On a similar note, the panelists discussed demands that firms be required to disclose more detailed data about their operations, and that those demands are in line with the information that the SEC has long required under the aegis of “materiality.” If the information in question is related to the financial performance of the firm, it is considered material to investors. Plenty of ESG advocates have made the case that things like greenhouse gas emissions qualify, since firms might end up incurring liability for them under a new regulatory regime that mandates limited emissions. Commissioner Roisman emphasized, however, that much like allegedly reputation-enhancing ESG initiatives, the claim must ultimately rest on financial impact to the firm, not an argument that such disclosures are a moral necessity irrespective of monetary impact.
Roisman also addressed the recent SEC policy change on shareholder resolutions and proxy statements (Rule 14a-8), which updated the threshold by which shareholders of public companies are allowed to put forward such resolutions. He was quoted in a Commission press release at the time of the announcement, saying:
The only constant in our markets is the fact that they will change. It is our job as regulators to make sure our rules keep pace. The amendments to Rule 14a-8 that the Commission adopted today aim to ensure that shareholder-proponents demonstrate a sufficient economic stake or investment interest in a company before they are able to submit proposals to be included in a company’s proxy statement, paid for by all shareholders.
Shareholder resolution rights and ESG theory are closely linked, as many of the progressive policies that have been advanced via the former in recent years are elements of the latter. The SEC’s decision was controversial at the time it was announced, generating a strong dissent by then-SEC commissioner (and current acting chair) Allison Herren Lee, despite Roisman’s characterization of it on Thursday as a “modest” reform. Roisman emphasized that while it does limit the ability of some small and recent shareholders from participating in the process, that participation can come with significant costs for the firm in question and other third parties, saying “Everyone is entitled to their own soapbox in America, but you’re not entitled to have someone else pay for it.” He also suggested that the shareholder resolution and proxy process had been “abused” in the past by certain political activists.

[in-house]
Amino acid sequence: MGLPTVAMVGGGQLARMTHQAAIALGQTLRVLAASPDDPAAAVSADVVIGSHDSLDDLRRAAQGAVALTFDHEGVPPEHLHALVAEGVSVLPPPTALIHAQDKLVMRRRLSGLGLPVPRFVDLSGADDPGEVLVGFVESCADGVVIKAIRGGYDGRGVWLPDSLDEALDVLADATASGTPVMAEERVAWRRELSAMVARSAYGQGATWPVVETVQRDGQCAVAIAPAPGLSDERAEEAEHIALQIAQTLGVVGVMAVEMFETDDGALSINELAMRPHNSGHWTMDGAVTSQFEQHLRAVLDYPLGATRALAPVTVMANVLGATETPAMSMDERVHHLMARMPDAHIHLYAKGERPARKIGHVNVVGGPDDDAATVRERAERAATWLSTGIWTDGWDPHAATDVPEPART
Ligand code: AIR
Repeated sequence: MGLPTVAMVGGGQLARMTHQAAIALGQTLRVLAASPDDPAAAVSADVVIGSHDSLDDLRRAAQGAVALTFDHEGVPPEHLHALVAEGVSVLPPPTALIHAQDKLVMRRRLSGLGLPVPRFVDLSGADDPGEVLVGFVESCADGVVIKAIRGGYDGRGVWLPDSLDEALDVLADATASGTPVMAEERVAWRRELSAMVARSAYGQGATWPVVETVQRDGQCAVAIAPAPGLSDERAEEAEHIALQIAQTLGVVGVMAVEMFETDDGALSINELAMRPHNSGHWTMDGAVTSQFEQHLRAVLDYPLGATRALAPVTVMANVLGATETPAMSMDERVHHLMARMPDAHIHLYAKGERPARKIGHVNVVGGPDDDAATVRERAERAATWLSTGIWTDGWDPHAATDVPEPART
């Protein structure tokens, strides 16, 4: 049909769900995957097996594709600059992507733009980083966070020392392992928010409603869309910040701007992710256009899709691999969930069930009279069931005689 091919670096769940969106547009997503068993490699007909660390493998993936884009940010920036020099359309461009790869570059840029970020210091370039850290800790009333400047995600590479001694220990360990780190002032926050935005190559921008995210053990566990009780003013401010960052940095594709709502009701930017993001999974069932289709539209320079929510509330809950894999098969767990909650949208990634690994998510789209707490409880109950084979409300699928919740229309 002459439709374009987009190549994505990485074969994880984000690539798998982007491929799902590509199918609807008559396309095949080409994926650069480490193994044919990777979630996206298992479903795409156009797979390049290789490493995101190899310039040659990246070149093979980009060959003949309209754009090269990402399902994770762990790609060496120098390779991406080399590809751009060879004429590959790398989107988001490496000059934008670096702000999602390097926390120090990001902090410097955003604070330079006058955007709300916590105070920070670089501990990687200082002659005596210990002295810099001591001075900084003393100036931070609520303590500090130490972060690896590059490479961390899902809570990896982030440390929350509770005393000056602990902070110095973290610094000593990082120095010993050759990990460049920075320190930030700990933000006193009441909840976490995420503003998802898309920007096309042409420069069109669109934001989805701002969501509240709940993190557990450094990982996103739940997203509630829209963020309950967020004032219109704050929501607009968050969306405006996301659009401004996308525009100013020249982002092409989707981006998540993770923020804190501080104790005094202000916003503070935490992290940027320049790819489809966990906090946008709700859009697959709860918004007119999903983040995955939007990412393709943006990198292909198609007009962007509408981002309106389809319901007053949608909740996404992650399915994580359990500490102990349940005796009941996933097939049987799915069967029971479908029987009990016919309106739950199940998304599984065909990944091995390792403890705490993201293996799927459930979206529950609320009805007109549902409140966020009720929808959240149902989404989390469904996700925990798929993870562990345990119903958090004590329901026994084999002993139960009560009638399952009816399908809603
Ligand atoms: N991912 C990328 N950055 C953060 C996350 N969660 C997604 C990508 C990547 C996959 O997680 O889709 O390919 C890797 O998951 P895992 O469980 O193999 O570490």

Under the current administration, we will likely see a far greater emphasis on ESG-style regulation and disclosure mandates, if the public remarks of acting Chair Lee are anything to go by. For more background on and predictions of future policy developments, see my recent articles for National Review‘s “Capital Matters” vertical:
- “Voluntary ESG Disclosures Not Enough for the Feds” (February 10, 2021)
- “Team Biden: Full Steam Ahead on Politicized Investing” (December 17, 2020)
- “Biden Brain Trust: Forget the Billionaires, Guillotine the Corporations” (November 23, 2020)
See also Commissioner Roisman’s keynote address to the Society for Corporate Governance’s National Conference in July 2020, in which he discusses “ESG (and What It Means to You and Me).”